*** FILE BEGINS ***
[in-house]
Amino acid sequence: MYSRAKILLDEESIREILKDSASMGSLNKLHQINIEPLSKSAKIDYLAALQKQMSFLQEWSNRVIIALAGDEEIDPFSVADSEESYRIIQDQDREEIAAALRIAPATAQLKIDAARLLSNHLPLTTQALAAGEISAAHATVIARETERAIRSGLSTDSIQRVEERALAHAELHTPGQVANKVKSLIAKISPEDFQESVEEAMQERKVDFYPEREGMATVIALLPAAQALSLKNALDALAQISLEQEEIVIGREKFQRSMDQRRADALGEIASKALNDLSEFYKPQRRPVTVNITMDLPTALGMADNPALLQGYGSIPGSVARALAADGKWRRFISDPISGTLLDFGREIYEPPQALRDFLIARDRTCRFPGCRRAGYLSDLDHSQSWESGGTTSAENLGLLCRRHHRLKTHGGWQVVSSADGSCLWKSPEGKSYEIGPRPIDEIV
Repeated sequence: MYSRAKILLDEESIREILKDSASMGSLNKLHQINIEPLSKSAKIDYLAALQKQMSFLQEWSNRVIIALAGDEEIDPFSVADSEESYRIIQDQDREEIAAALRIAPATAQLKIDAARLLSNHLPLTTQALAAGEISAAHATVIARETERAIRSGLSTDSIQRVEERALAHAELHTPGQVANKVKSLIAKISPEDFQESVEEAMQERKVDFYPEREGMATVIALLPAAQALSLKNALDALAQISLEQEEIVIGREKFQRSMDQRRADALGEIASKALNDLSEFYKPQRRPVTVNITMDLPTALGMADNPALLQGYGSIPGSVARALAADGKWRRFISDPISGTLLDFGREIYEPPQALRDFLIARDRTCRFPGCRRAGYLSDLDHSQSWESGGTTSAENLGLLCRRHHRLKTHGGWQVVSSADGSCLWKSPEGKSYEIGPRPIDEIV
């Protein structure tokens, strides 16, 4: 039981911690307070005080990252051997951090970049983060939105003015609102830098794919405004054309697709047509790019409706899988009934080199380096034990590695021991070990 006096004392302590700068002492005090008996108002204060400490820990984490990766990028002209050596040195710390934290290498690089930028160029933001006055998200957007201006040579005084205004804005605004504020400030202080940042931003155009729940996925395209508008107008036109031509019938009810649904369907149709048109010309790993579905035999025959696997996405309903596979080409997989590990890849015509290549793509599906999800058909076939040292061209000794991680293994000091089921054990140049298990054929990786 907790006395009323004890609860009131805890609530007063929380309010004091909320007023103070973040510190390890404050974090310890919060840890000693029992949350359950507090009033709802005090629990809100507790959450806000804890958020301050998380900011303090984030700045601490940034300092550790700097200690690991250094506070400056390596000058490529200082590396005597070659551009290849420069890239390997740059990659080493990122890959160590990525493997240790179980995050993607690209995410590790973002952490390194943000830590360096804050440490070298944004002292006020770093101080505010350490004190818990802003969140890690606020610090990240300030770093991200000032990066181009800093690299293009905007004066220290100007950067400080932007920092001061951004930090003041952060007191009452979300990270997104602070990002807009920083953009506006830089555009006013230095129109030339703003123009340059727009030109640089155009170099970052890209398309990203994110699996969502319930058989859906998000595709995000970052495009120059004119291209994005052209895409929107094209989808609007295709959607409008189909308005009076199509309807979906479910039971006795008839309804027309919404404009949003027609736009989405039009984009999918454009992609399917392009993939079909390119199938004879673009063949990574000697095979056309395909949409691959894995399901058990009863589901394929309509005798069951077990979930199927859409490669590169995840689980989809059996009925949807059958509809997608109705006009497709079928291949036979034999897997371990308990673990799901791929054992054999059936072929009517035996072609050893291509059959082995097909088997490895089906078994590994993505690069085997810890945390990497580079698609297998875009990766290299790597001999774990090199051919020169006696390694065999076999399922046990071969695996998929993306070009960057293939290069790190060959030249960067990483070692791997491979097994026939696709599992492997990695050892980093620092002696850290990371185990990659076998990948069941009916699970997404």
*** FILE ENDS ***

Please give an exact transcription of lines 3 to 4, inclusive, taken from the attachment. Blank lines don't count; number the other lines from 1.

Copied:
Repeated sequence: MYSRAKILLDEESIREILKDSASMGSLNKLHQINIEPLSKSAKIDYLAALQKQMSFLQEWSNRVIIALAGDEEIDPFSVADSEESYRIIQDQDREEIAAALRIAPATAQLKIDAARLLSNHLPLTTQALAAGEISAAHATVIARETERAIRSGLSTDSIQRVEERALAHAELHTPGQVANKVKSLIAKISPEDFQESVEEAMQERKVDFYPEREGMATVIALLPAAQALSLKNALDALAQISLEQEEIVIGREKFQRSMDQRRADALGEIASKALNDLSEFYKPQRRPVTVNITMDLPTALGMADNPALLQGYGSIPGSVARALAADGKWRRFISDPISGTLLDFGREIYEPPQALRDFLIARDRTCRFPGCRRAGYLSDLDHSQSWESGGTTSAENLGLLCRRHHRLKTHGGWQVVSSADGSCLWKSPEGKSYEIGPRPIDEIV
């Protein structure tokens, strides 16, 4: 039981911690307070005080990252051997951090970049983060939105003015609102830098794919405004054309697709047509790019409706899988009934080199380096034990590695021991070990 006096004392302590700068002492005090008996108002204060400490820990984490990766990028002209050596040195710390934290290498690089930028160029933001006055998200957007201006040579005084205004804005605004504020400030202080940042931003155009729940996925395209508008107008036109031509019938009810649904369907149709048109010309790993579905035999025959696997996405309903596979080409997989590990890849015509290549793509599906999800058909076939040292061209000794991680293994000091089921054990140049298990054929990786 907790006395009323004890609860009131805890609530007063929380309010004091909320007023103070973040510190390890404050974090310890919060840890000693029992949350359950507090009033709802005090629990809100507790959450806000804890958020301050998380900011303090984030700045601490940034300092550790700097200690690991250094506070400056390596000058490529200082590396005597070659551009290849420069890239390997740059990659080493990122890959160590990525493997240790179980995050993607690209995410590790973002952490390194943000830590360096804050440490070298944004002292006020770093101080505010350490004190818990802003969140890690606020610090990240300030770093991200000032990066181009800093690299293009905007004066220290100007950067400080932007920092001061951004930090003041952060007191009452979300990270997104602070990002807009920083953009506006830089555009006013230095129109030339703003123009340059727009030109640089155009170099970052890209398309990203994110699996969502319930058989859906998000595709995000970052495009120059004119291209994005052209895409929107094209989808609007295709959607409008189909308005009076199509309807979906479910039971006795008839309804027309919404404009949003027609736009989405039009984009999918454009992609399917392009993939079909390119199938004879673009063949990574000697095979056309395909949409691959894995399901058990009863589901394929309509005798069951077990979930199927859409490669590169995840689980989809059996009925949807059958509809997608109705006009497709079928291949036979034999897997371990308990673990799901791929054992054999059936072929009517035996072609050893291509059959082995097909088997490895089906078994590994993505690069085997810890945390990497580079698609297998875009990766290299790597001999774990090199051919020169006696390694065999076999399922046990071969695996998929993306070009960057293939290069790190060959030249960067990483070692791997491979097994026939696709599992492997990695050892980093620092002696850290990371185990990659076998990948069941009916699970997404």